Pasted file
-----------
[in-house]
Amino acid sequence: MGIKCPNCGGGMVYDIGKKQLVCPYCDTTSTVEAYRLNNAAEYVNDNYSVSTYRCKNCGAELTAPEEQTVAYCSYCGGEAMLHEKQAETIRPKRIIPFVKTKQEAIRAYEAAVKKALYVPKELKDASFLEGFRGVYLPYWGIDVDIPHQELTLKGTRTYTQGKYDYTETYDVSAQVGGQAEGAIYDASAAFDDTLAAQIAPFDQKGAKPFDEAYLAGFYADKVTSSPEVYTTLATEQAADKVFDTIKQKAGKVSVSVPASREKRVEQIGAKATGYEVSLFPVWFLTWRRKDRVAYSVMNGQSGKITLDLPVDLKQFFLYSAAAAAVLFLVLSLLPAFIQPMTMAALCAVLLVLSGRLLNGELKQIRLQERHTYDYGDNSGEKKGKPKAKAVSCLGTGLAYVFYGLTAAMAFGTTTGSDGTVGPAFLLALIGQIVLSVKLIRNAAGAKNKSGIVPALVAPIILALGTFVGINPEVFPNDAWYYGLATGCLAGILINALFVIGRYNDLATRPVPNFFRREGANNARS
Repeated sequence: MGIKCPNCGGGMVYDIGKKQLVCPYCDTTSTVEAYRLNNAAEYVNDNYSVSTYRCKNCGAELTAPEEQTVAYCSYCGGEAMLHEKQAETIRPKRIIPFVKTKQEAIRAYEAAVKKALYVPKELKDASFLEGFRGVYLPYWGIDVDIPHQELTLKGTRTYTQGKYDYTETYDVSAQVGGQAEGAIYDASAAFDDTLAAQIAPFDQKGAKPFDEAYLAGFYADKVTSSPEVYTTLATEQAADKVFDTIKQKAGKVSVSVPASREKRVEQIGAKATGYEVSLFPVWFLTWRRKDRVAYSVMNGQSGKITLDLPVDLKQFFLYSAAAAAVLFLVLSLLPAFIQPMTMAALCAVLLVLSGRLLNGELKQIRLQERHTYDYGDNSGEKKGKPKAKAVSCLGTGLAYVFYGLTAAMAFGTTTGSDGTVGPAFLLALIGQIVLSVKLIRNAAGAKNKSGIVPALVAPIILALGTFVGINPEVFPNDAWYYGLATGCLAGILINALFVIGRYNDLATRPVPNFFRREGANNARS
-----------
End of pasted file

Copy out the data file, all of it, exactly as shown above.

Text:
[in-house]
Amino acid sequence: MGIKCPNCGGGMVYDIGKKQLVCPYCDTTSTVEAYRLNNAAEYVNDNYSVSTYRCKNCGAELTAPEEQTVAYCSYCGGEAMLHEKQAETIRPKRIIPFVKTKQEAIRAYEAAVKKALYVPKELKDASFLEGFRGVYLPYWGIDVDIPHQELTLKGTRTYTQGKYDYTETYDVSAQVGGQAEGAIYDASAAFDDTLAAQIAPFDQKGAKPFDEAYLAGFYADKVTSSPEVYTTLATEQAADKVFDTIKQKAGKVSVSVPASREKRVEQIGAKATGYEVSLFPVWFLTWRRKDRVAYSVMNGQSGKITLDLPVDLKQFFLYSAAAAAVLFLVLSLLPAFIQPMTMAALCAVLLVLSGRLLNGELKQIRLQERHTYDYGDNSGEKKGKPKAKAVSCLGTGLAYVFYGLTAAMAFGTTTGSDGTVGPAFLLALIGQIVLSVKLIRNAAGAKNKSGIVPALVAPIILALGTFVGINPEVFPNDAWYYGLATGCLAGILINALFVIGRYNDLATRPVPNFFRREGANNARS
Repeated sequence: MGIKCPNCGGGMVYDIGKKQLVCPYCDTTSTVEAYRLNNAAEYVNDNYSVSTYRCKNCGAELTAPEEQTVAYCSYCGGEAMLHEKQAETIRPKRIIPFVKTKQEAIRAYEAAVKKALYVPKELKDASFLEGFRGVYLPYWGIDVDIPHQELTLKGTRTYTQGKYDYTETYDVSAQVGGQAEGAIYDASAAFDDTLAAQIAPFDQKGAKPFDEAYLAGFYADKVTSSPEVYTTLATEQAADKVFDTIKQKAGKVSVSVPASREKRVEQIGAKATGYEVSLFPVWFLTWRRKDRVAYSVMNGQSGKITLDLPVDLKQFFLYSAAAAAVLFLVLSLLPAFIQPMTMAALCAVLLVLSGRLLNGELKQIRLQERHTYDYGDNSGEKKGKPKAKAVSCLGTGLAYVFYGLTAAMAFGTTTGSDGTVGPAFLLALIGQIVLSVKLIRNAAGAKNKSGIVPALVAPIILALGTFVGINPEVFPNDAWYYGLATGCLAGILINALFVIGRYNDLATRPVPNFFRREGANNARS